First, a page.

CAP-XX Demonstrates Surface Mountable Supercapacitors

June 21, 2009 by Jeff Shepard

CAP-XX Ltd. has demonstrated prototypes of surface-mountable supercapacitors at its Lane Cove manufacturing facility in Australia. The company developed the SMT (surface-mount technology) devices to meet customer requests for supercapacitors capable of mass production assembly using standard reflow soldering techniques.

CAP-XX engineers sent several working prototypes of the SMT supercapacitors though a reflow oven at 260°C. Before reflow, the thin, prismatic prototypes had ESRs (equivalent-series resistance) of 60 and 100mΩ, capacitances of 1.0 and 0.5 Farads, and voltage ratings of 2.75 and 5.5V, respectively. The process had only minimal impact on performance, changing the ESR and capacitance by less than 10%.

"A high-power, surface-mountable supercapacitor with the CAP-XX characteristics of a thin, small form factor has been the holy grail for the portable electronics industry, particularly mobile handsets," said Anthony Kongats, CAP-XX CEO. "The preservation of performance demonstrated in this trial meets the requirements of these customer groups."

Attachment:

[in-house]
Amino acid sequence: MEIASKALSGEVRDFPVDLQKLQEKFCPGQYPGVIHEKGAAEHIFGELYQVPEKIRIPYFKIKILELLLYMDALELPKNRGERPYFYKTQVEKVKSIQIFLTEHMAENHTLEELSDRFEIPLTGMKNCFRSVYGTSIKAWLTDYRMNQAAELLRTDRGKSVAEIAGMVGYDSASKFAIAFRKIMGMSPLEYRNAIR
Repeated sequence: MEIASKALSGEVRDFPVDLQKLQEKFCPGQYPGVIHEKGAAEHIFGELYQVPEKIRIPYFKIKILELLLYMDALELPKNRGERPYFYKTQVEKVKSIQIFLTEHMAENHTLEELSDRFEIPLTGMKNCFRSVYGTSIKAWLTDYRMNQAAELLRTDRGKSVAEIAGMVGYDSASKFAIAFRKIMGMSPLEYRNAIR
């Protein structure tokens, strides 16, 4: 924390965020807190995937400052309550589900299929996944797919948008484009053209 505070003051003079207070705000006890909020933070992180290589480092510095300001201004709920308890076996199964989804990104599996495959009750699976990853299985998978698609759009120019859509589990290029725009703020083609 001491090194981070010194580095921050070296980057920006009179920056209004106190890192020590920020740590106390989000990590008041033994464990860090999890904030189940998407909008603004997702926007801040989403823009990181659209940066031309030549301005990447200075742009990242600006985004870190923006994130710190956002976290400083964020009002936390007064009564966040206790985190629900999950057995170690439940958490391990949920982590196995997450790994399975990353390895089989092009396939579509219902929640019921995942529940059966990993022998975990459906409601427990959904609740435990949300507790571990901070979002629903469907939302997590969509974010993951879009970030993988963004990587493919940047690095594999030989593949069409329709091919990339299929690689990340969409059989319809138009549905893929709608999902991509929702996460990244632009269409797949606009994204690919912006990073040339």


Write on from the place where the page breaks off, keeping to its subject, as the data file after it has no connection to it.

CAP-XX is developing SMT devices to facilitate the adoption of supercapacitor-enabled power architectures in high-end feature phones and other consumer electronics devices. Current CAP-XX devices are manually soldered onto the PCB (printed-circuit board).

CAP-XX supercapacitors store charge on nanoporous carbon electrodes on aluminum foil, arranged in multiple layers and connected in parallel to minimize resistance and maximize capacitance. This packs the highest energy and power densities possible into thin (0.9 to 3.8mm), prismatic packages.

The company did not disclose expected availability for its SMT devices.